I've been banking online for over six years now and has never questioned that move. Even in the face of phishing, data leak snafus, and a host of other security issues, I have continued with it because I believe in its convenience and accuracy.
But a few days ago I found out that online banking, and in particular online bill pay, does have its drawbacks. A couple of months ago I received a parking ticket and being fastidious about paying bills on time, I made an online payment the next day and the matter was closed. Or so I thought.
Last week I received a rather threatening letter from that town's police department claiming that the ticket was unpaid. They had tacked on a penalty and a note that failure to pay would place my car in their impoundment list. Now I knew that I paid the ticket, so I went online to print out the cancelled check and send them the proof. Soon I found out that this payment was no longer in the system, apparently reaching its listing shelf life. Next I decided to lookup my monthly statement and see what I could recover from that. There was a vague line item indicating the deduction from my bank account, but surely this wasn't the type of proof I could send the police department.
It suddenly occurred to me that I had copies of all my deposited written checks provided as a part of the monthly statements, but the online payments were just single lines with mere reference numbers. No way those could ever be used as proofs of payment. Finally I called the bank and was passed from one Indian rep to another until I found the right one. They rep was amiable enough as he took the information and promised the copies to be sent to me and the police department the next day. I suppose he meant next week, because that's how long it took for my copy to arrive.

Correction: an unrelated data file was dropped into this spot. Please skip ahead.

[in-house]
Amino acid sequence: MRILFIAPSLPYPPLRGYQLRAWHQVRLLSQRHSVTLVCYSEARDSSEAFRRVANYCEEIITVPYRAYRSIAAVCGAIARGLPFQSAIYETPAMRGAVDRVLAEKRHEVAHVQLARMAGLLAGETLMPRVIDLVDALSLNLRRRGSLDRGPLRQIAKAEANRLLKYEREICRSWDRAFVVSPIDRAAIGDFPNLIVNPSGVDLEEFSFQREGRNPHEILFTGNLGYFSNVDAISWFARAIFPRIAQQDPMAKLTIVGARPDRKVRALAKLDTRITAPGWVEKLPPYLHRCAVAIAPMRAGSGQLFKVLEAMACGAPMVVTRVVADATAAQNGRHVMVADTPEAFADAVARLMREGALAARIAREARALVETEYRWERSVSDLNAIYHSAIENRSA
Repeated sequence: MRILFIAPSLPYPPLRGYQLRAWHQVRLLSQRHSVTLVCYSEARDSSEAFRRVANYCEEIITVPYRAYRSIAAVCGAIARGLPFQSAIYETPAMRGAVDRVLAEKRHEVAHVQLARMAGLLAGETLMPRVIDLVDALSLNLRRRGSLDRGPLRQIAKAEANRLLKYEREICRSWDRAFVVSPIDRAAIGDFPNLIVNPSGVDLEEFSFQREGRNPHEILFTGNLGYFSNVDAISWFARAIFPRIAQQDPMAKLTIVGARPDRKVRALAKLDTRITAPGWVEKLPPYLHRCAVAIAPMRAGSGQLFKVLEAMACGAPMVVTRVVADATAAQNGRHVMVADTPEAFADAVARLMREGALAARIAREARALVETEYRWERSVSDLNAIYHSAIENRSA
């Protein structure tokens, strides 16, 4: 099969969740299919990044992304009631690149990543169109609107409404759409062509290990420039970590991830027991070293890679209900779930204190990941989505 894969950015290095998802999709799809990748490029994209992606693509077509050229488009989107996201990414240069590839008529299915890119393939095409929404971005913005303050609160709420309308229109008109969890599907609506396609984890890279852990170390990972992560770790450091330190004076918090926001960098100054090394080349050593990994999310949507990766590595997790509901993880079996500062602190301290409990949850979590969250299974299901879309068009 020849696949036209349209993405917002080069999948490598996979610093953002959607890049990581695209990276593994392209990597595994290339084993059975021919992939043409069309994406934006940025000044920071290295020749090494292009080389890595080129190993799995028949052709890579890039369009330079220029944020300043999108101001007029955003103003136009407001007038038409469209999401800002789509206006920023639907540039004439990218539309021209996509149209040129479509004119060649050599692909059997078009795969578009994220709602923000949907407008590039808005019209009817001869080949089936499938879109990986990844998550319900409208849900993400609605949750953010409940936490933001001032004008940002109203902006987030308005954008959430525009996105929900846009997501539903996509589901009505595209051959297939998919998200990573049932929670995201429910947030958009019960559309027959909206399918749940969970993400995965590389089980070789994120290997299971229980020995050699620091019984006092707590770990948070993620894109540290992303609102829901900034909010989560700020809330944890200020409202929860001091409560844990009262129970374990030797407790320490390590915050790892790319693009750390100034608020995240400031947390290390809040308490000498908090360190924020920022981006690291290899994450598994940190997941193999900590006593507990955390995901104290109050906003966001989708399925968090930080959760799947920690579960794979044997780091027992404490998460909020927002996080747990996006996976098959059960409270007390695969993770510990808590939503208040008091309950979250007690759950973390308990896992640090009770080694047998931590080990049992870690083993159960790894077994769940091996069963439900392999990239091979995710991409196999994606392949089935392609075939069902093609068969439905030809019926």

The cancelled check had both my car's plate number as well as the ticket number typed on the front. A close inspection revealed that the police department had a wrong ticket number on their delinquency system. In other words they had cashed the check and then failed to match the ticket number to the plate, hence the penalty notice. I suppose such follies from the police department could be expected. They probably have archaic systems in their offices, and why should they worry about accuracy for people's sake? It's not like they are in the customer service business. They can't care less about my problem.
But I was surprised at my bank (a large institution) for not providing such documents online. If we are being courted to use online bill pay, they should make it convenient for the customers to access their transactions online. Providing copies of all deposited checks online for a reasonable duration would be useful to that end.